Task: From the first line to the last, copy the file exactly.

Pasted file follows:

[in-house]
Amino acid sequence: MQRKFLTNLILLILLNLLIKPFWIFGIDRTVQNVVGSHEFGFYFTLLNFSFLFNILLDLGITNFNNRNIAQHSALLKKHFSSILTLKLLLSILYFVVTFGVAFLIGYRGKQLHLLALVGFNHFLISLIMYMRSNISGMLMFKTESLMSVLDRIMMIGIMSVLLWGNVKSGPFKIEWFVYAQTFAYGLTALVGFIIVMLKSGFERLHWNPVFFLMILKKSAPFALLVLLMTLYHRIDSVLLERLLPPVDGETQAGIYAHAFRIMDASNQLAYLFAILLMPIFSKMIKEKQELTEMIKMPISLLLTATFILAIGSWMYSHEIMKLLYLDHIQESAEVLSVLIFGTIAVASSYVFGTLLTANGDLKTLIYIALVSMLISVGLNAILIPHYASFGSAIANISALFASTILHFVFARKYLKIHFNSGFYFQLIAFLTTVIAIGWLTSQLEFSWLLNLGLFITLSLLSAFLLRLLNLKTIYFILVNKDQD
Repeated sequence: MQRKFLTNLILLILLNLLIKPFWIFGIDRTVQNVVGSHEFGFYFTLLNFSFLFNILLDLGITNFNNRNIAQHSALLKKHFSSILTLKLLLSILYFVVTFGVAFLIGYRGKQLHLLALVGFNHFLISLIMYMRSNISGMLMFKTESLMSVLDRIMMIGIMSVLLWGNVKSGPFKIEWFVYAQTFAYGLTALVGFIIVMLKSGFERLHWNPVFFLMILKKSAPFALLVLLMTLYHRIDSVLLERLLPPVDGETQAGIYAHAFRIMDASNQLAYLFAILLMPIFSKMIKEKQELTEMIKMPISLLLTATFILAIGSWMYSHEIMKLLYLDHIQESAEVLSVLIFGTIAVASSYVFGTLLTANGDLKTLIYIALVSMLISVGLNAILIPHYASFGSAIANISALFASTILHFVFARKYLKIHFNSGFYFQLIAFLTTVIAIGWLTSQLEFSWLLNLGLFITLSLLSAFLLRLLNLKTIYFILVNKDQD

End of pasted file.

[in-house]
Amino acid sequence: MQRKFLTNLILLILLNLLIKPFWIFGIDRTVQNVVGSHEFGFYFTLLNFSFLFNILLDLGITNFNNRNIAQHSALLKKHFSSILTLKLLLSILYFVVTFGVAFLIGYRGKQLHLLALVGFNHFLISLIMYMRSNISGMLMFKTESLMSVLDRIMMIGIMSVLLWGNVKSGPFKIEWFVYAQTFAYGLTALVGFIIVMLKSGFERLHWNPVFFLMILKKSAPFALLVLLMTLYHRIDSVLLERLLPPVDGETQAGIYAHAFRIMDASNQLAYLFAILLMPIFSKMIKEKQELTEMIKMPISLLLTATFILAIGSWMYSHEIMKLLYLDHIQESAEVLSVLIFGTIAVASSYVFGTLLTANGDLKTLIYIALVSMLISVGLNAILIPHYASFGSAIANISALFASTILHFVFARKYLKIHFNSGFYFQLIAFLTTVIAIGWLTSQLEFSWLLNLGLFITLSLLSAFLLRLLNLKTIYFILVNKDQD
Repeated sequence: MQRKFLTNLILLILLNLLIKPFWIFGIDRTVQNVVGSHEFGFYFTLLNFSFLFNILLDLGITNFNNRNIAQHSALLKKHFSSILTLKLLLSILYFVVTFGVAFLIGYRGKQLHLLALVGFNHFLISLIMYMRSNISGMLMFKTESLMSVLDRIMMIGIMSVLLWGNVKSGPFKIEWFVYAQTFAYGLTALVGFIIVMLKSGFERLHWNPVFFLMILKKSAPFALLVLLMTLYHRIDSVLLERLLPPVDGETQAGIYAHAFRIMDASNQLAYLFAILLMPIFSKMIKEKQELTEMIKMPISLLLTATFILAIGSWMYSHEIMKLLYLDHIQESAEVLSVLIFGTIAVASSYVFGTLLTANGDLKTLIYIALVSMLISVGLNAILIPHYASFGSAIANISALFASTILHFVFARKYLKIHFNSGFYFQLIAFLTTVIAIGWLTSQLEFSWLLNLGLFITLSLLSAFLLRLLNLKTIYFILVNKDQD